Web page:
La Granja is a creative response to the complex web of relationships and territorial, health, economic and social conditions that have made Camino Verde one of Mexico’s poorest and most unsafe neighbourhoods. The project is made up of a series of interconnected strategies, resulting in the construction of a physical space where not only food is harvested, but also ideas, projects and capacities. Its ‘transborder’ condition refers to its transversal nature—across disciplines, sectors, and government—resulting in vital integral projects of an economic, artistic, cultural and social manner. It has developed in different directions achieving collaborations and synergies necessary for its construction. It has the support of public institutions, local, state and federal agencies, and civil society organisations that have been added to the proposal.
La Granja is inserted under the ‘Contested Territories’ projects, a series of artistic proposals developed by Torolab, which start from the tension inherent to the political, public/private, ecological, cultural, economic, social, or spatial boundaries; breakpoints susceptible to reconfiguration of new territories where local models based on process and collaboration can be generated. Torolab’s engagement with the Camino Verde community is an artistic and cultural initiative that through its multidisciplinary processes enables collaboration and the generation of integral and critical models of economic and community reconstruction, improving the quality of life of the inhabitants.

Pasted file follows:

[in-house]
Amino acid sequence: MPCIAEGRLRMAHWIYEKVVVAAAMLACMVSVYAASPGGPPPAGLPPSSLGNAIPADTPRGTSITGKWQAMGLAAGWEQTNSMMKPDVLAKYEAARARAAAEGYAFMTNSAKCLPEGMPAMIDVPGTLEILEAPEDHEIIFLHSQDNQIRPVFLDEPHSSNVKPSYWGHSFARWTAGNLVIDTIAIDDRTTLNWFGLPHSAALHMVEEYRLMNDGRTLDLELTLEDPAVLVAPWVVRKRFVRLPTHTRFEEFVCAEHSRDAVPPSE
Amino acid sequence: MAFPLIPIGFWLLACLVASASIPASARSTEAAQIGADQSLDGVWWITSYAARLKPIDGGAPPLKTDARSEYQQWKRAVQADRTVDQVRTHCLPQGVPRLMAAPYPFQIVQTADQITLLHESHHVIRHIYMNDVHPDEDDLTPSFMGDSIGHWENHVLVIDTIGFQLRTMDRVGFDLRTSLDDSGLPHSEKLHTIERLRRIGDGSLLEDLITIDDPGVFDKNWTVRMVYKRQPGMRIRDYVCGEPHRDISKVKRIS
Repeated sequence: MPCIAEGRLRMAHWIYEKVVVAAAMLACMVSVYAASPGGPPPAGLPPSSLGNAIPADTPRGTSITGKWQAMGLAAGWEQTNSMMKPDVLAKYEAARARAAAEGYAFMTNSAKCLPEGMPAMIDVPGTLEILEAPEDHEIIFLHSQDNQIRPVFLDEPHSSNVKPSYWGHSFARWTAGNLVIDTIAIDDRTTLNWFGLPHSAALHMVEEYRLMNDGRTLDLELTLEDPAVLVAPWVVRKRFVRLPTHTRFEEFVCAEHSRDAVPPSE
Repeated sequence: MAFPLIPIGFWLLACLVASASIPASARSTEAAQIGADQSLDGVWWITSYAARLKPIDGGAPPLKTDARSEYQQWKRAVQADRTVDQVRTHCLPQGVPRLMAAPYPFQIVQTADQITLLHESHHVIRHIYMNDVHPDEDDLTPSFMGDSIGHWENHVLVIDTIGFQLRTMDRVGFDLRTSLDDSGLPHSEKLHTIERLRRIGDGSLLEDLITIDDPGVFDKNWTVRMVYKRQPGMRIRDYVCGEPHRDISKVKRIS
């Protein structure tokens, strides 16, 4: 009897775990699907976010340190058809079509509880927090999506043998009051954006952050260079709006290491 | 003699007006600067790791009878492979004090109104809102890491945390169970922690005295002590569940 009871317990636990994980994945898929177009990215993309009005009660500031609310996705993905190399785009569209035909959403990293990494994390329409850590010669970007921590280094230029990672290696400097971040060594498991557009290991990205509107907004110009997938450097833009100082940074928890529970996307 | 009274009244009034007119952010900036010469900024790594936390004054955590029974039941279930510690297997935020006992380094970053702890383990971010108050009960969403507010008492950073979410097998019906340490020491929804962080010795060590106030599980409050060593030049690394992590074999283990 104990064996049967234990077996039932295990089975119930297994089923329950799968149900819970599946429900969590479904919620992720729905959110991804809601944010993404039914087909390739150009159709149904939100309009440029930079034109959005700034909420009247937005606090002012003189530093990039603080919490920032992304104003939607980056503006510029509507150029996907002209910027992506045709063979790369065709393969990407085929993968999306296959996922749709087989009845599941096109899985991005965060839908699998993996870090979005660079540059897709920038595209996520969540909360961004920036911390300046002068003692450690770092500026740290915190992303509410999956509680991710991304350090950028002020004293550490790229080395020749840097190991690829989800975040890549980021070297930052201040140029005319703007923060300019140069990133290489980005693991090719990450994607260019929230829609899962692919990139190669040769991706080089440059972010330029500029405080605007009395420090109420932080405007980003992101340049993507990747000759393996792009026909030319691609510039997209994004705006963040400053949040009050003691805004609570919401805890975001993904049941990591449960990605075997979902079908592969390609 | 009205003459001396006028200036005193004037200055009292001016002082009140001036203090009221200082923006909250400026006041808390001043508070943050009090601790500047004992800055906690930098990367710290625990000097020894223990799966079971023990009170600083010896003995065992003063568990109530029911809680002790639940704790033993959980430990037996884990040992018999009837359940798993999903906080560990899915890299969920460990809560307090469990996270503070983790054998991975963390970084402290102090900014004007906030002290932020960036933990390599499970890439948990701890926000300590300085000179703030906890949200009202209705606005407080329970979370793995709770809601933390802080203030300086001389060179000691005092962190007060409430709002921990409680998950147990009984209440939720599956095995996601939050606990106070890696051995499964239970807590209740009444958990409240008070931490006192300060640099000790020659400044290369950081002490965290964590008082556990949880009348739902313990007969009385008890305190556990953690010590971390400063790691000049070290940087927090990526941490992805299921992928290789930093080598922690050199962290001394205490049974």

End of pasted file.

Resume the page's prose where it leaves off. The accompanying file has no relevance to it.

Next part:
La Granja is seen as a tool capable of working from a complex perspective to propose alternatives for reconfiguration and re-signification of the physical and social spaces that have been left out of the system and institutional policies.
Founded in Tijuana in 1995 by Raúl Cárdenas Osuna, Torolab is an artist collective, workshop and laboratory of contextual studies that identifies situations or phenomena of interest for research, basing its studies in the realm of lifestyles to better grasp the idea of quality of life. In 2011, they were awarded for best arts-intervention project with social impact by Harvard’s Cultural Agents Initiative. They create public policy for Creative-Practices in Tijuana for the next 22years.